Includes expert opinion from WIRED Blog, written by ANDY GREENBERG AND KIM ZETTER.
I often tell the story of how Dick Cheney’s (Ex-VP of United States) heart pacemaker which was connected to the hospital, was potentially at a risk of being hacked by terrorists. On the bright side, I also tell the story of how Tesla remotely rebooted their car’s software, thus raising the car height and hence successfully avoiding recalls worth billions.
These certainly are extreme examples of IoT security concerns and benefits. During our Yourdoctors.online legal search with top lawyers in Canada and US, we were told that patient records (because it is personal information) are even more sought after as compared to credit card information. Although that has seemingly nothing to do with IoT, it has brought to light the fact that as the world becomes more connected, we are becoming more vulnerable. Today, cheap, radio-connected computers have invaded our world. We are already surrounded by sensors all around us, constantly monitoring and recording our personal information. These sensors will soon be embedded in everything from our houses to our toys, phones and cars to even our bodies. And this year has made it clearer than ever before that the Internet of Things introduces all the vulnerabilities of the digital world into our real world.
In recent news, security researchers poked holes in everything from Wi-Fi-enabled Barbie dolls to two-ton Jeep Cherokees. I remember the recent days soon after the sad demise of Blackberry when Google introduced its new platform Android . Many security concerns were raised at that time as well. I agree with the entrepreneur Chris Rouland that, similar to Android, for now these anticipated vulnerabilities have yet to manifest themselves in real-IoT world. But the fact that Rouland, (who once ran the controversial government hacking contractor firm Endgame), has bet his next company, an Internet-of-Things-focused security startup called Bastille, on the risks of hackable digital objects, should be enough to cause serious concern about the potential security issues surrounding IoT.
Here are a few of the hacks that made 2015 the year of insecure internet things:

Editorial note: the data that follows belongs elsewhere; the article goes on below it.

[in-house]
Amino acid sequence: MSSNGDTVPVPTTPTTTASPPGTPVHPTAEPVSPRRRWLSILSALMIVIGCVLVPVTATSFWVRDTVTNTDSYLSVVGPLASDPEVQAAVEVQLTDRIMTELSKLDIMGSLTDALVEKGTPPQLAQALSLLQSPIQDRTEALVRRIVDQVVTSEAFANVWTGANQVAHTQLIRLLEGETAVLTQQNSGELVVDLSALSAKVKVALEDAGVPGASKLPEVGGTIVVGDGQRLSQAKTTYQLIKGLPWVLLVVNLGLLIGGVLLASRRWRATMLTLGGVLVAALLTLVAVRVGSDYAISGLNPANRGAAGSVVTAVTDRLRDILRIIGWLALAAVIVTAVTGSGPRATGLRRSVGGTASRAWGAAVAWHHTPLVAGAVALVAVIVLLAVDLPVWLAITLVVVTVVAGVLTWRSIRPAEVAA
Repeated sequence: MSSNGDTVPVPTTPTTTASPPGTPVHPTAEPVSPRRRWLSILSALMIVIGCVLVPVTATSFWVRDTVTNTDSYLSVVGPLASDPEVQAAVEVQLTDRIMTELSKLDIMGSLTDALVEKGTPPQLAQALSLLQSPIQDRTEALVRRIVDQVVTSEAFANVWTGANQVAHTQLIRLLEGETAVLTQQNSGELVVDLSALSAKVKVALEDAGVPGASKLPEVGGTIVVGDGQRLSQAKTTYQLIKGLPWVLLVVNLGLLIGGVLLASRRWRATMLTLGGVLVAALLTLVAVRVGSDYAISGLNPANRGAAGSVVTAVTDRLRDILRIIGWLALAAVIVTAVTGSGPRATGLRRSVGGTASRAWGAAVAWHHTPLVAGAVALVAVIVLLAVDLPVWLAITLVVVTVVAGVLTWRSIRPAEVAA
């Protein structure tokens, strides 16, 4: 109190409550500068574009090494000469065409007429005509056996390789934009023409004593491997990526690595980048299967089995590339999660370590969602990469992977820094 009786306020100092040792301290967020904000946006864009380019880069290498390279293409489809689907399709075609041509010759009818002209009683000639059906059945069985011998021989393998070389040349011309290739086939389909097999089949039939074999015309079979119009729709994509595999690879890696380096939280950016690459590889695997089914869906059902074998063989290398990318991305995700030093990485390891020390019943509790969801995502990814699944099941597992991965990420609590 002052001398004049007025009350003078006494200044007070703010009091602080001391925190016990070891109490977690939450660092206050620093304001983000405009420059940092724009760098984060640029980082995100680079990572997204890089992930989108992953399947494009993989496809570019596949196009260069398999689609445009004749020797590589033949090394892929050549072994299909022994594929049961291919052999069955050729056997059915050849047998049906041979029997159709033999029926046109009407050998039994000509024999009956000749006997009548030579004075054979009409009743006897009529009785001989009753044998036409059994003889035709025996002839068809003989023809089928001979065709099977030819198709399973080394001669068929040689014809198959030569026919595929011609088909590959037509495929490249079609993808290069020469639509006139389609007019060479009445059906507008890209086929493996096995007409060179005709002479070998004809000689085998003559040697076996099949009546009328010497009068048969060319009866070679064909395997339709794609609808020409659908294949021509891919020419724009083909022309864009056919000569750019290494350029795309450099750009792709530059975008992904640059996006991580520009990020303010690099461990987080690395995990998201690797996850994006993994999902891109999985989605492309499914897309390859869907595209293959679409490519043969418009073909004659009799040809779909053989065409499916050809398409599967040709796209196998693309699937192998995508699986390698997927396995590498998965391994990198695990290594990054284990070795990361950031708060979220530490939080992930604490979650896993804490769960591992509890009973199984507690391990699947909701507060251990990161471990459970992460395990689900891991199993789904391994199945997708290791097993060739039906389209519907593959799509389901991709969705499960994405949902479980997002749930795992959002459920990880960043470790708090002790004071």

Jeep Cherokee, Tesla and other AUTOMOBILES can get hacked
I found this recent story on WIRED really interesting. Security researchers Charlie Miller were able to alter the automobile industry’s notion of “vehicle safety” in 2015 when they demonstrated for WIRED that they could remotely hack a 2014 Jeep Cherokee to disable its transmission and brakes. Their work led Fiat Chrysler to issue an unprecedented recall for 1.4 million vehicles, mailing out USB drives with a patch for the vulnerable infotainment systems and blocking the attack on the Sprint network that connected its cars and trucks.
That Jeep attack turned out to be only the first in a series of car hacks that rattled the auto industry through the summer. At the DefCon hacker conference in August, Marc Rogers, principal security researcher for CloudFlare, and Kevin Mahaffey, co-founder and CTO of mobile security firm Lookout, revealed a suite of vulnerabilities they found in the Tesla Model S that would have allowed someone to connect their laptop to the car’s network cable behind the driver’s-side dashboard, start the over $100,000 vehicle with a software command, and drive off with it—or they could plant a remote-access Trojan on the car’s internal network to later remotely cut the engine while someone was driving. Other vulnerabilities they found could theoretically have been exploited remotely without needing physical access to the car first, though they didn’t test these. Tesla patched most of these in an over-the-air patch delivered directly to vehicles.